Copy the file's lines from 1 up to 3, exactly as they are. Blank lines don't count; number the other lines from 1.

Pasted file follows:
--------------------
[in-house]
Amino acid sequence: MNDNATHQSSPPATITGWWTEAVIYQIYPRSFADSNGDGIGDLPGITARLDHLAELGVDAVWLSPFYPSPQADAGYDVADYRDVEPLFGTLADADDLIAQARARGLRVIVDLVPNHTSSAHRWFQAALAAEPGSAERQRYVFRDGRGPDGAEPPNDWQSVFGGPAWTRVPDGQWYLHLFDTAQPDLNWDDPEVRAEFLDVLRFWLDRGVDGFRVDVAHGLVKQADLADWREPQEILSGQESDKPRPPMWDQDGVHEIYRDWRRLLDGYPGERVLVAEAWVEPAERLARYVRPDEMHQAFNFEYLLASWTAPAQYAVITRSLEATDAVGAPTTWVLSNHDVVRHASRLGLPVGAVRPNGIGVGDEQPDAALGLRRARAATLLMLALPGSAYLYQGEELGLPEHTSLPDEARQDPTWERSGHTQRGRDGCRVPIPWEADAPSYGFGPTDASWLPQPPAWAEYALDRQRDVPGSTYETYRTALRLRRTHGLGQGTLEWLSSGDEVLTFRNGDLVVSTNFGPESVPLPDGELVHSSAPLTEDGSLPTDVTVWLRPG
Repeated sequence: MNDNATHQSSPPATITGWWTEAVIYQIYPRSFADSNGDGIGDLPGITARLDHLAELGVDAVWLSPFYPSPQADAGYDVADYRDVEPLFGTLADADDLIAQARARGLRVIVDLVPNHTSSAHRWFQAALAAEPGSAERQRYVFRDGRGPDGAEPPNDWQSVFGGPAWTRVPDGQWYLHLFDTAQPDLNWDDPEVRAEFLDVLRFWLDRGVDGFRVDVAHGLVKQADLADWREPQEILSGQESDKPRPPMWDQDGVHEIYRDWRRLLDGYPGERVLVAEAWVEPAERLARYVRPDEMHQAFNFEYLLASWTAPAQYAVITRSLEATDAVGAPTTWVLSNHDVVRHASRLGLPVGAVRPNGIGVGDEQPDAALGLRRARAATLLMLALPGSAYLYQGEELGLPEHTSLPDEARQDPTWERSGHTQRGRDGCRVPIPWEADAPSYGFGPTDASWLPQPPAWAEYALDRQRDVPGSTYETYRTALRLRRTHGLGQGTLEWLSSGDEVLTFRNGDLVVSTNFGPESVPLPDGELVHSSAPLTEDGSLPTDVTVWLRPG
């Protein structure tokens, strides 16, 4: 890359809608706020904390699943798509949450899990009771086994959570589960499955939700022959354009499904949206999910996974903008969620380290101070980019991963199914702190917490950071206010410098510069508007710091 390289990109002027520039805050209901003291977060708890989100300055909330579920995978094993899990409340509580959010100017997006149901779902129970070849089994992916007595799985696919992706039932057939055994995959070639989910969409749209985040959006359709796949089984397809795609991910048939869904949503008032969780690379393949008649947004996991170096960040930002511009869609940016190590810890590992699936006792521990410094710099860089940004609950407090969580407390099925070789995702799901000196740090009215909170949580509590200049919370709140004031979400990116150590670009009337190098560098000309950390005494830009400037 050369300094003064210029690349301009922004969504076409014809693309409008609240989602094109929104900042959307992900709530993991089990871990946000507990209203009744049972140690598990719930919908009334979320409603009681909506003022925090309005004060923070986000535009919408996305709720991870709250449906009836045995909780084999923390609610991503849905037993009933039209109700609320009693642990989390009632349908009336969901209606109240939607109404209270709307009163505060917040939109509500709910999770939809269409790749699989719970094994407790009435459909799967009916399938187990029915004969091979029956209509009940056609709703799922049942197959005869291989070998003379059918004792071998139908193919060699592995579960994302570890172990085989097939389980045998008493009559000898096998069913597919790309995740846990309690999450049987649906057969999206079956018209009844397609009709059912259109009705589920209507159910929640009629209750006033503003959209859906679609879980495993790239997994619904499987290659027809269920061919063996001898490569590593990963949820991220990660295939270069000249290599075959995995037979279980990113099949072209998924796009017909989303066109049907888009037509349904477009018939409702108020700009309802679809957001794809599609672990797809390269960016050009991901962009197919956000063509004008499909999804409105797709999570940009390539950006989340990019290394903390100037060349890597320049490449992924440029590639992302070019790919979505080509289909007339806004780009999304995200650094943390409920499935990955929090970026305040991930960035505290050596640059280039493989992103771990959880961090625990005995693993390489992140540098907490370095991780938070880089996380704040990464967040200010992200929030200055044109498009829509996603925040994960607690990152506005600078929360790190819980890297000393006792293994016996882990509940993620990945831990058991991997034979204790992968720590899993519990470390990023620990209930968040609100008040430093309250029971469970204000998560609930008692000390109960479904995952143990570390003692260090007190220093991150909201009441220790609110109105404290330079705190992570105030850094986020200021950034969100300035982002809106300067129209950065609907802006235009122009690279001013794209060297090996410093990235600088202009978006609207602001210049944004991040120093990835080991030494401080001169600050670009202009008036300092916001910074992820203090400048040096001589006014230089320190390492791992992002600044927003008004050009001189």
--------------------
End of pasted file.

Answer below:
[in-house]
Amino acid sequence: MNDNATHQSSPPATITGWWTEAVIYQIYPRSFADSNGDGIGDLPGITARLDHLAELGVDAVWLSPFYPSPQADAGYDVADYRDVEPLFGTLADADDLIAQARARGLRVIVDLVPNHTSSAHRWFQAALAAEPGSAERQRYVFRDGRGPDGAEPPNDWQSVFGGPAWTRVPDGQWYLHLFDTAQPDLNWDDPEVRAEFLDVLRFWLDRGVDGFRVDVAHGLVKQADLADWREPQEILSGQESDKPRPPMWDQDGVHEIYRDWRRLLDGYPGERVLVAEAWVEPAERLARYVRPDEMHQAFNFEYLLASWTAPAQYAVITRSLEATDAVGAPTTWVLSNHDVVRHASRLGLPVGAVRPNGIGVGDEQPDAALGLRRARAATLLMLALPGSAYLYQGEELGLPEHTSLPDEARQDPTWERSGHTQRGRDGCRVPIPWEADAPSYGFGPTDASWLPQPPAWAEYALDRQRDVPGSTYETYRTALRLRRTHGLGQGTLEWLSSGDEVLTFRNGDLVVSTNFGPESVPLPDGELVHSSAPLTEDGSLPTDVTVWLRPG
Repeated sequence: MNDNATHQSSPPATITGWWTEAVIYQIYPRSFADSNGDGIGDLPGITARLDHLAELGVDAVWLSPFYPSPQADAGYDVADYRDVEPLFGTLADADDLIAQARARGLRVIVDLVPNHTSSAHRWFQAALAAEPGSAERQRYVFRDGRGPDGAEPPNDWQSVFGGPAWTRVPDGQWYLHLFDTAQPDLNWDDPEVRAEFLDVLRFWLDRGVDGFRVDVAHGLVKQADLADWREPQEILSGQESDKPRPPMWDQDGVHEIYRDWRRLLDGYPGERVLVAEAWVEPAERLARYVRPDEMHQAFNFEYLLASWTAPAQYAVITRSLEATDAVGAPTTWVLSNHDVVRHASRLGLPVGAVRPNGIGVGDEQPDAALGLRRARAATLLMLALPGSAYLYQGEELGLPEHTSLPDEARQDPTWERSGHTQRGRDGCRVPIPWEADAPSYGFGPTDASWLPQPPAWAEYALDRQRDVPGSTYETYRTALRLRRTHGLGQGTLEWLSSGDEVLTFRNGDLVVSTNFGPESVPLPDGELVHSSAPLTEDGSLPTDVTVWLRPG